Spanish king presides over military parade in crutches

Spain's King Juan Carlos presided over a military parade wearing crutches on Monday, his first appearance in public outside his home since undergoing hip replacement surgery in November.

Wearing a brown military uniform, the king, who turned 76 on Sunday, thanked Spain's armed forces for their "commitment and hard work" in a speech at the Royal Palace following the parade.

The ceremony was shortened for the second straight year because of the king's difficulty in walking following several hip operations.

During his most recent procedure in November, surgeons replaced his left hip, his ninth operation since May 2010.

Juan Carlos is widely respected for his role in Spain's transition to democracy after the death of dictator General Francisco Franco in 1975.

But his popularity has plunged over the past three years, largely due to a corruption scandal centred on his son-in-law and a luxury elephant-hunting trip the king made to Africa in 2012.

His health problems together with the scandals have raised speculation about the future of his reign.

Sixty-two percent of Spaniards want Juan Carlos to abdicate and fewer than half support the monarchy in general, according to a poll published on Sunday in El Mundo.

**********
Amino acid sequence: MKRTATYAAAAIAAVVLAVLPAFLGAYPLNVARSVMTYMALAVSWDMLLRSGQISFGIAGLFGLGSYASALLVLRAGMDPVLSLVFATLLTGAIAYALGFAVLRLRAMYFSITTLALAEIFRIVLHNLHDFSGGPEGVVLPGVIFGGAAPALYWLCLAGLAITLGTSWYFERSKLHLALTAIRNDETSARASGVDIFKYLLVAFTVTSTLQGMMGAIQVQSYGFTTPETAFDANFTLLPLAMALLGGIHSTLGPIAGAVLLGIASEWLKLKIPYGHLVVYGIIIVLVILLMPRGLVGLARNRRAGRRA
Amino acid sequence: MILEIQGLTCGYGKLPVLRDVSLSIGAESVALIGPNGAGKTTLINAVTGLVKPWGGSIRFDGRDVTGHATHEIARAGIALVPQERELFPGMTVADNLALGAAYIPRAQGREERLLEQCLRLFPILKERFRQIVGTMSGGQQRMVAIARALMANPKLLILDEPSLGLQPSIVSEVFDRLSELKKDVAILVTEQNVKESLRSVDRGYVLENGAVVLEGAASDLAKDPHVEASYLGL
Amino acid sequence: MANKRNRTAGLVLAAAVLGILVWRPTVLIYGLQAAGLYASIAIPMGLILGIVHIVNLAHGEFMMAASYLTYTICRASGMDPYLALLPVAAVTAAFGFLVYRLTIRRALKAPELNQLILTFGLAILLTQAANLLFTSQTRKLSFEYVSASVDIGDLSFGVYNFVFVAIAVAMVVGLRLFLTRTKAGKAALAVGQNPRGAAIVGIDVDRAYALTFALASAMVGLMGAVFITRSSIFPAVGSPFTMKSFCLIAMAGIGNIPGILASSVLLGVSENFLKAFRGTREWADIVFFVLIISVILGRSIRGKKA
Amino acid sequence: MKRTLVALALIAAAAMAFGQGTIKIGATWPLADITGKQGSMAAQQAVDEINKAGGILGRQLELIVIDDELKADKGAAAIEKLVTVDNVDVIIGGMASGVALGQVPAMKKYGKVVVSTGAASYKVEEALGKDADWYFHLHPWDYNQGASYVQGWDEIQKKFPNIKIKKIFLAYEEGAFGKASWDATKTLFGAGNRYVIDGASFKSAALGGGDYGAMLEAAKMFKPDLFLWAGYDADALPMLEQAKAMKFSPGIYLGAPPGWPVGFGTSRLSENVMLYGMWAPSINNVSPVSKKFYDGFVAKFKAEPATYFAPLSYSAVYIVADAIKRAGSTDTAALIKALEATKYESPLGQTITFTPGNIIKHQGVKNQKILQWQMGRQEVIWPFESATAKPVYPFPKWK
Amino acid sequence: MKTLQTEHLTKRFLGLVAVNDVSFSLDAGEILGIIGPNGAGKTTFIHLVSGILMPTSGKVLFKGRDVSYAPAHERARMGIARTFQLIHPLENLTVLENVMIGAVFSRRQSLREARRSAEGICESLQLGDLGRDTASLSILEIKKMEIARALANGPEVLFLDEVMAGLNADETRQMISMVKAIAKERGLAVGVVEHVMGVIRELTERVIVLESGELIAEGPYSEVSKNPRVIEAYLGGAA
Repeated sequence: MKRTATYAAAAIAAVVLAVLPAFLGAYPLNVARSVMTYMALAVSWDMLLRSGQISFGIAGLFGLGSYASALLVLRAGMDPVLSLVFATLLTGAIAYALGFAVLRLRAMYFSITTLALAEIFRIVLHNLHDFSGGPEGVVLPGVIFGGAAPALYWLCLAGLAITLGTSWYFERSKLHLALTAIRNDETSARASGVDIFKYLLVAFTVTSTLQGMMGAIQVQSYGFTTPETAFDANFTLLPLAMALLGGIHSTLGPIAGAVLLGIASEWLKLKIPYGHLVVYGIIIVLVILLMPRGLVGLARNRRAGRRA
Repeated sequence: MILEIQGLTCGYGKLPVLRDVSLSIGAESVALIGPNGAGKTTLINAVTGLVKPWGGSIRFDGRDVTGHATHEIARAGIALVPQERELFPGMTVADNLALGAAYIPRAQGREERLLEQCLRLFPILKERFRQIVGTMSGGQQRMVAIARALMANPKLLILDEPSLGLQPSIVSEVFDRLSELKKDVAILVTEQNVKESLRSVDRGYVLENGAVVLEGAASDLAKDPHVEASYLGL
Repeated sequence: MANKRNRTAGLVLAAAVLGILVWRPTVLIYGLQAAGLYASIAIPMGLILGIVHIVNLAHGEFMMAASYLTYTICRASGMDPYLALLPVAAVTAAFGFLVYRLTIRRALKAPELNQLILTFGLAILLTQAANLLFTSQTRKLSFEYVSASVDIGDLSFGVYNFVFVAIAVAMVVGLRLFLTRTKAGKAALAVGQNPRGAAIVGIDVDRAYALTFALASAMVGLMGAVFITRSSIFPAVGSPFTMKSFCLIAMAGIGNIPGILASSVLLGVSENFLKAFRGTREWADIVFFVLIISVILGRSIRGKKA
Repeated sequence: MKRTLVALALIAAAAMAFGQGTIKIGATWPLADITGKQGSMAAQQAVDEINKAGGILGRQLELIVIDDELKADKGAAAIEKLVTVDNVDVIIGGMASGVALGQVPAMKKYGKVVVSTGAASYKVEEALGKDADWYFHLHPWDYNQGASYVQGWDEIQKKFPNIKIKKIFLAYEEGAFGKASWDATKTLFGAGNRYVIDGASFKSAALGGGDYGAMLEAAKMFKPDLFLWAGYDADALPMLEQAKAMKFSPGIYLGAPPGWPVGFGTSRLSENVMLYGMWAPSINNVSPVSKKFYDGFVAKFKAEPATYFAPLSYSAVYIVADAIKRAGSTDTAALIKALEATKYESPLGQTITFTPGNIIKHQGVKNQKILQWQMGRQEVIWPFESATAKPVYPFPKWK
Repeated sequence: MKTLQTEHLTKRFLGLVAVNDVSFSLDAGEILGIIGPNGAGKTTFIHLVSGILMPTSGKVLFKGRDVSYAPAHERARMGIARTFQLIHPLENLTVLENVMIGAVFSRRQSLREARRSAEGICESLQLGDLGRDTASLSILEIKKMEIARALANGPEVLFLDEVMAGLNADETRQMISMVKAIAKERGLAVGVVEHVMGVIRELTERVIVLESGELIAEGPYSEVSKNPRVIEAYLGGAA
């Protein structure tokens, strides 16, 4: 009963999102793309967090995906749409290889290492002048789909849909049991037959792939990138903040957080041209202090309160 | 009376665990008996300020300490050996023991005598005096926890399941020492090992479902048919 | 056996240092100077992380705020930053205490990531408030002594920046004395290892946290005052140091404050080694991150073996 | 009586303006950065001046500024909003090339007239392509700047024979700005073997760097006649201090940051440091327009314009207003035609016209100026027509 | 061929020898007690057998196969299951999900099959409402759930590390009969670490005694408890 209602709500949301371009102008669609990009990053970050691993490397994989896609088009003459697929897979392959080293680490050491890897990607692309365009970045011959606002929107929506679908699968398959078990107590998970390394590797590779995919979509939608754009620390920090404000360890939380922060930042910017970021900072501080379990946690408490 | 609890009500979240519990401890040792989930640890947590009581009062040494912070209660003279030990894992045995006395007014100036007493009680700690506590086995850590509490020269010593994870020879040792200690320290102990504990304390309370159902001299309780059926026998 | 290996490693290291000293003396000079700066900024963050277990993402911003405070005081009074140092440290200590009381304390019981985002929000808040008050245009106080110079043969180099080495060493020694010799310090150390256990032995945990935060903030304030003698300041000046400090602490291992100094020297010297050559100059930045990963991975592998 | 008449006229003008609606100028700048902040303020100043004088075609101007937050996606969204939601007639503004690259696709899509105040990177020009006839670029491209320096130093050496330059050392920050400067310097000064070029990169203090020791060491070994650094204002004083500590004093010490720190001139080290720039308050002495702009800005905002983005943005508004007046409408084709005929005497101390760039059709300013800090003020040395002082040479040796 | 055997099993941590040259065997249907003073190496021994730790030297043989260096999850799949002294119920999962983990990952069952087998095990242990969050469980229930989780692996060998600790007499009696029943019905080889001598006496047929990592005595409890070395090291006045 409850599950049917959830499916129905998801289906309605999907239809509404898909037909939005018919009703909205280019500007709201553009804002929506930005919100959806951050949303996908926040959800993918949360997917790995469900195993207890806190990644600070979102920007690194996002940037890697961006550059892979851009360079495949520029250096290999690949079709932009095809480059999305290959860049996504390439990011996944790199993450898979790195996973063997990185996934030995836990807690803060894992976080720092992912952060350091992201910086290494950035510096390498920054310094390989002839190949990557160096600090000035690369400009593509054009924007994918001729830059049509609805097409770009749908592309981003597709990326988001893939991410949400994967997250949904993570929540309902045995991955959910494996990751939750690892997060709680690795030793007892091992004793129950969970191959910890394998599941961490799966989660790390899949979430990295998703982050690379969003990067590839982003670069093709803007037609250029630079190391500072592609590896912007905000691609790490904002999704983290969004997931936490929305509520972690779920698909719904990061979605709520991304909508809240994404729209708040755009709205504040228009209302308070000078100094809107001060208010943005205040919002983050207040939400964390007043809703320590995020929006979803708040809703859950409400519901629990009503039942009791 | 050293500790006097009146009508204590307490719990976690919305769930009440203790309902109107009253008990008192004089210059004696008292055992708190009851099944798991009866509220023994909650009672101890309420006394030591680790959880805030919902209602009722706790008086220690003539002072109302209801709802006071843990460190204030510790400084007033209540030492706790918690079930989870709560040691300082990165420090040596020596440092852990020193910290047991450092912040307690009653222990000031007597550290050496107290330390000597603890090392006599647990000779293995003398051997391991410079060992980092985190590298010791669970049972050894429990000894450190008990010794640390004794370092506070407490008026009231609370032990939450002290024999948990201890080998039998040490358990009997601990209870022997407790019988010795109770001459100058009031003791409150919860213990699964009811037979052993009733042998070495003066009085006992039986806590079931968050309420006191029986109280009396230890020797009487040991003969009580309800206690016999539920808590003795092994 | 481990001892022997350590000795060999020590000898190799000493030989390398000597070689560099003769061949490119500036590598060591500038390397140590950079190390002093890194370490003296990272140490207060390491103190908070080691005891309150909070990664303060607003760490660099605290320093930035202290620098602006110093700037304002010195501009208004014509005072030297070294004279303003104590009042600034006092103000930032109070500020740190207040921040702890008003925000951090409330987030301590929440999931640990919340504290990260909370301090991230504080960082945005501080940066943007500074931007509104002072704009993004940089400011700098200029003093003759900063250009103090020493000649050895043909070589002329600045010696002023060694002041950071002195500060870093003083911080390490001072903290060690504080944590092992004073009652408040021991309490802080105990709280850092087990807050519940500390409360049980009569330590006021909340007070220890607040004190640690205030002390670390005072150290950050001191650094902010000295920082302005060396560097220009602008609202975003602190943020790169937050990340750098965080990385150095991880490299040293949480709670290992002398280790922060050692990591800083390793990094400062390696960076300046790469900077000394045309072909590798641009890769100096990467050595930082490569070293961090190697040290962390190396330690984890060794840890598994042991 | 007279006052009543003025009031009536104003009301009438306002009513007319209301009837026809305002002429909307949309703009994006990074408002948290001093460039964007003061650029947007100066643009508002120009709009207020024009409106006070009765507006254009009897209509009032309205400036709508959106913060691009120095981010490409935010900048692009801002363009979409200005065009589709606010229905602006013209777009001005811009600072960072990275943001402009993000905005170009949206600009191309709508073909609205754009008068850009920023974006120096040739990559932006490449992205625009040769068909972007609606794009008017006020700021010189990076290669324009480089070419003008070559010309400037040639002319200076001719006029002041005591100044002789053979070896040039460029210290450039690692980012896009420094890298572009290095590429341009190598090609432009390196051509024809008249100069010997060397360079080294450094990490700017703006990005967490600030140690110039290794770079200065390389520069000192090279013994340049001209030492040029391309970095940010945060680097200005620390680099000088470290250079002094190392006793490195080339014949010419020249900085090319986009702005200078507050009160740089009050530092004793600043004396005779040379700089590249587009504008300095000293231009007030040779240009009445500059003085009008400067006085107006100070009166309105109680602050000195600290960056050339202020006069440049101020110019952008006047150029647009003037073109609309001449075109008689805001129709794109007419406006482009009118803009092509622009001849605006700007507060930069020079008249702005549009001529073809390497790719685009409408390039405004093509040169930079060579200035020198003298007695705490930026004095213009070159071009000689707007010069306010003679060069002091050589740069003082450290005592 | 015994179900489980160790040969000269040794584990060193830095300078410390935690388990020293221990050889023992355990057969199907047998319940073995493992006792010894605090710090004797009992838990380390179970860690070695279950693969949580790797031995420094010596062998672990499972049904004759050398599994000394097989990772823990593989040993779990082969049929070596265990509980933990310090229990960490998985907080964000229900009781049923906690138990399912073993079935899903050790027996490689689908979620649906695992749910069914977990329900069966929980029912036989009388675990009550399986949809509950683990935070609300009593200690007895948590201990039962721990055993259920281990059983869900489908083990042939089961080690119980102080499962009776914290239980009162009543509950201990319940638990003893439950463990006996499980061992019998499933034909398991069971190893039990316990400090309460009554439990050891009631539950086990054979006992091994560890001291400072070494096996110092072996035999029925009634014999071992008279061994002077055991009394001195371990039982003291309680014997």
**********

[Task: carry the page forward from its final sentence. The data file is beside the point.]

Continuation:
The royal palace and the king firmly denied any thoughts of an abdication.

"I want to express to you, as King of Spain, my determination to continue the faithful fulfilment of the mandate and the powers attributed to me that the constitutional order," the king said in his annual televised Christmas address last month.

A judge since 2011 has been investigating alleged embezzlement by the husband of his youngest daughter Cristina, former Olympic handball player Inaki Urdangarin.

The judge in that case is also due to rule on whether to summon Cristina herself as a formal suspect for alleged tax evasion and money laundering.

The king also lost sympathy last year for going on an expensive elephant-hunting trip in Botswana while Spaniards struggled through a recession.